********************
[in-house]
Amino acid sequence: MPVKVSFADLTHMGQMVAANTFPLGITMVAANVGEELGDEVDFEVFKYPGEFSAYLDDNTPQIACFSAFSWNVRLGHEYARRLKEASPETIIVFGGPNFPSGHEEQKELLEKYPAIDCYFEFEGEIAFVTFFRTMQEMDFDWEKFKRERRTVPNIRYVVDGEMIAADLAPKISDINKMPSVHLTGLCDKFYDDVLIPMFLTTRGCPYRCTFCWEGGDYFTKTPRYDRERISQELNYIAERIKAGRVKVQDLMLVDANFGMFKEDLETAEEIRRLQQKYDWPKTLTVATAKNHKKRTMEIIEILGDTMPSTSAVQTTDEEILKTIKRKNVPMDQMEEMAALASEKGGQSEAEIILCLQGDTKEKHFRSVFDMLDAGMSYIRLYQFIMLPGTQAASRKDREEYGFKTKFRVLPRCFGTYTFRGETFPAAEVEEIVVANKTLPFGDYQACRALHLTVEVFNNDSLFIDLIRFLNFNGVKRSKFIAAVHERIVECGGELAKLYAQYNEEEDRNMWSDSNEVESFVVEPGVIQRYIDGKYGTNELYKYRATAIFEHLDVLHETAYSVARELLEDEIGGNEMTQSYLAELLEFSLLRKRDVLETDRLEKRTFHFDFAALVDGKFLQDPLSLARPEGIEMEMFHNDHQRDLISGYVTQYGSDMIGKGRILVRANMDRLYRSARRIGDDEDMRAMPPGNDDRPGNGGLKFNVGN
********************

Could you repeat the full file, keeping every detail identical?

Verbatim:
[in-house]
Amino acid sequence: MPVKVSFADLTHMGQMVAANTFPLGITMVAANVGEELGDEVDFEVFKYPGEFSAYLDDNTPQIACFSAFSWNVRLGHEYARRLKEASPETIIVFGGPNFPSGHEEQKELLEKYPAIDCYFEFEGEIAFVTFFRTMQEMDFDWEKFKRERRTVPNIRYVVDGEMIAADLAPKISDINKMPSVHLTGLCDKFYDDVLIPMFLTTRGCPYRCTFCWEGGDYFTKTPRYDRERISQELNYIAERIKAGRVKVQDLMLVDANFGMFKEDLETAEEIRRLQQKYDWPKTLTVATAKNHKKRTMEIIEILGDTMPSTSAVQTTDEEILKTIKRKNVPMDQMEEMAALASEKGGQSEAEIILCLQGDTKEKHFRSVFDMLDAGMSYIRLYQFIMLPGTQAASRKDREEYGFKTKFRVLPRCFGTYTFRGETFPAAEVEEIVVANKTLPFGDYQACRALHLTVEVFNNDSLFIDLIRFLNFNGVKRSKFIAAVHERIVECGGELAKLYAQYNEEEDRNMWSDSNEVESFVVEPGVIQRYIDGKYGTNELYKYRATAIFEHLDVLHETAYSVARELLEDEIGGNEMTQSYLAELLEFSLLRKRDVLETDRLEKRTFHFDFAALVDGKFLQDPLSLARPEGIEMEMFHNDHQRDLISGYVTQYGSDMIGKGRILVRANMDRLYRSARRIGDDEDMRAMPPGNDDRPGNGGLKFNVGN